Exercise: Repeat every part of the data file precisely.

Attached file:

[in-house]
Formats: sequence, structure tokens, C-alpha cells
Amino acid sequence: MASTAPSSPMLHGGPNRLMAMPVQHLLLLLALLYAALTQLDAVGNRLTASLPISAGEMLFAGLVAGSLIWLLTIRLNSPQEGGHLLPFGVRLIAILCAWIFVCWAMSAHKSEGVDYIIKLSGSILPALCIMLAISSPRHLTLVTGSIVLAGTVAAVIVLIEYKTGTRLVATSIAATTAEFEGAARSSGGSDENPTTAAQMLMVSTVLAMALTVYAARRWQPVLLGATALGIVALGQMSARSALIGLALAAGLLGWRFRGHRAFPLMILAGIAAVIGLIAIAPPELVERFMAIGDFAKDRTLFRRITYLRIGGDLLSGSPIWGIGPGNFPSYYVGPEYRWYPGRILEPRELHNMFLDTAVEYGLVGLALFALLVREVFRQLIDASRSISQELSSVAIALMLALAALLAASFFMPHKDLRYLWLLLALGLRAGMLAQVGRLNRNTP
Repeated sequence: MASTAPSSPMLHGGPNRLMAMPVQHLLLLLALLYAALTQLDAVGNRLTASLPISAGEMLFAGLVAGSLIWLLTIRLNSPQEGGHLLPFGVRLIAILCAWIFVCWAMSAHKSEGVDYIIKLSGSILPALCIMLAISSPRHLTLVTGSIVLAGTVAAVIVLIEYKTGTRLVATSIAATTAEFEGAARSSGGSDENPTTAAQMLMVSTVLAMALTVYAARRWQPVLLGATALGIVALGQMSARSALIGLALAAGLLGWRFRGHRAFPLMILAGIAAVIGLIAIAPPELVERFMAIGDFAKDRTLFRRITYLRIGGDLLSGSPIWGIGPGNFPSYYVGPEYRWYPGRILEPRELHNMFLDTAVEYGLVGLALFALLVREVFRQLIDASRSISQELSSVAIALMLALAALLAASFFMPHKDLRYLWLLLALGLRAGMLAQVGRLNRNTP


[in-house]
Formats: sequence, structure tokens, C-alpha cells
Amino acid sequence: MASTAPSSPMLHGGPNRLMAMPVQHLLLLLALLYAALTQLDAVGNRLTASLPISAGEMLFAGLVAGSLIWLLTIRLNSPQEGGHLLPFGVRLIAILCAWIFVCWAMSAHKSEGVDYIIKLSGSILPALCIMLAISSPRHLTLVTGSIVLAGTVAAVIVLIEYKTGTRLVATSIAATTAEFEGAARSSGGSDENPTTAAQMLMVSTVLAMALTVYAARRWQPVLLGATALGIVALGQMSARSALIGLALAAGLLGWRFRGHRAFPLMILAGIAAVIGLIAIAPPELVERFMAIGDFAKDRTLFRRITYLRIGGDLLSGSPIWGIGPGNFPSYYVGPEYRWYPGRILEPRELHNMFLDTAVEYGLVGLALFALLVREVFRQLIDASRSISQELSSVAIALMLALAALLAASFFMPHKDLRYLWLLLALGLRAGMLAQVGRLNRNTP
Repeated sequence: MASTAPSSPMLHGGPNRLMAMPVQHLLLLLALLYAALTQLDAVGNRLTASLPISAGEMLFAGLVAGSLIWLLTIRLNSPQEGGHLLPFGVRLIAILCAWIFVCWAMSAHKSEGVDYIIKLSGSILPALCIMLAISSPRHLTLVTGSIVLAGTVAAVIVLIEYKTGTRLVATSIAATTAEFEGAARSSGGSDENPTTAAQMLMVSTVLAMALTVYAARRWQPVLLGATALGIVALGQMSARSALIGLALAAGLLGWRFRGHRAFPLMILAGIAAVIGLIAIAPPELVERFMAIGDFAKDRTLFRRITYLRIGGDLLSGSPIWGIGPGNFPSYYVGPEYRWYPGRILEPRELHNMFLDTAVEYGLVGLALFALLVREVFRQLIDASRSISQELSSVAIALMLALAALLAASFFMPHKDLRYLWLLLALGLRAGMLAQVGRLNRNTP